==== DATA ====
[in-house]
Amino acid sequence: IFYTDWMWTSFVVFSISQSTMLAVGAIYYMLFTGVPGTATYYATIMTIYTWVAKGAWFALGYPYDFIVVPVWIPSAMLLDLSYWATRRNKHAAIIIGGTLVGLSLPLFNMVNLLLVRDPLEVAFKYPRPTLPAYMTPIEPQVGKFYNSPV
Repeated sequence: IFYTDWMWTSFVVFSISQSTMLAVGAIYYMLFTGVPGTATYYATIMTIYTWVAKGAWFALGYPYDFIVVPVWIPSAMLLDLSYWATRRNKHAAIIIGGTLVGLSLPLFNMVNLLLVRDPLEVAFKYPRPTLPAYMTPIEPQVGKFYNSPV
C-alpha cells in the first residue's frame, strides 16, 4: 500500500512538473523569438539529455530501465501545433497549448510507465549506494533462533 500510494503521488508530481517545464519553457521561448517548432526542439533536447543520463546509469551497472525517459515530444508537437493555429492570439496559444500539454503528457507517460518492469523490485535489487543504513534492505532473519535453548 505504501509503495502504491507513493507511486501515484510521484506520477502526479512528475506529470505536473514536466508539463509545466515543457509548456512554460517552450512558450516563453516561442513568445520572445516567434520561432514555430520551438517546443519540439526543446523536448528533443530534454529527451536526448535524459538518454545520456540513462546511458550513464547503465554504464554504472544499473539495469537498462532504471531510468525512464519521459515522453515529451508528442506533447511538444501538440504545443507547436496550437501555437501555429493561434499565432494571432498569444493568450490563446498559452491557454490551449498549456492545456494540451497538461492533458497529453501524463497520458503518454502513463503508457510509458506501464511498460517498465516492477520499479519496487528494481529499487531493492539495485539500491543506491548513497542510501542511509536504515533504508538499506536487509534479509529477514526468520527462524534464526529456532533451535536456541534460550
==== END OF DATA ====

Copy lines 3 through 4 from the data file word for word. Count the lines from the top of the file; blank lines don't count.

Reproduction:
Repeated sequence: IFYTDWMWTSFVVFSISQSTMLAVGAIYYMLFTGVPGTATYYATIMTIYTWVAKGAWFALGYPYDFIVVPVWIPSAMLLDLSYWATRRNKHAAIIIGGTLVGLSLPLFNMVNLLLVRDPLEVAFKYPRPTLPAYMTPIEPQVGKFYNSPV
C-alpha cells in the first residue's frame, strides 16, 4: 500500500512538473523569438539529455530501465501545433497549448510507465549506494533462533 500510494503521488508530481517545464519553457521561448517548432526542439533536447543520463546509469551497472525517459515530444508537437493555429492570439496559444500539454503528457507517460518492469523490485535489487543504513534492505532473519535453548 505504501509503495502504491507513493507511486501515484510521484506520477502526479512528475506529470505536473514536466508539463509545466515543457509548456512554460517552450512558450516563453516561442513568445520572445516567434520561432514555430520551438517546443519540439526543446523536448528533443530534454529527451536526448535524459538518454545520456540513462546511458550513464547503465554504464554504472544499473539495469537498462532504471531510468525512464519521459515522453515529451508528442506533447511538444501538440504545443507547436496550437501555437501555429493561434499565432494571432498569444493568450490563446498559452491557454490551449498549456492545456494540451497538461492533458497529453501524463497520458503518454502513463503508457510509458506501464511498460517498465516492477520499479519496487528494481529499487531493492539495485539500491543506491548513497542510501542511509536504515533504508538499506536487509534479509529477514526468520527462524534464526529456532533451535536456541534460550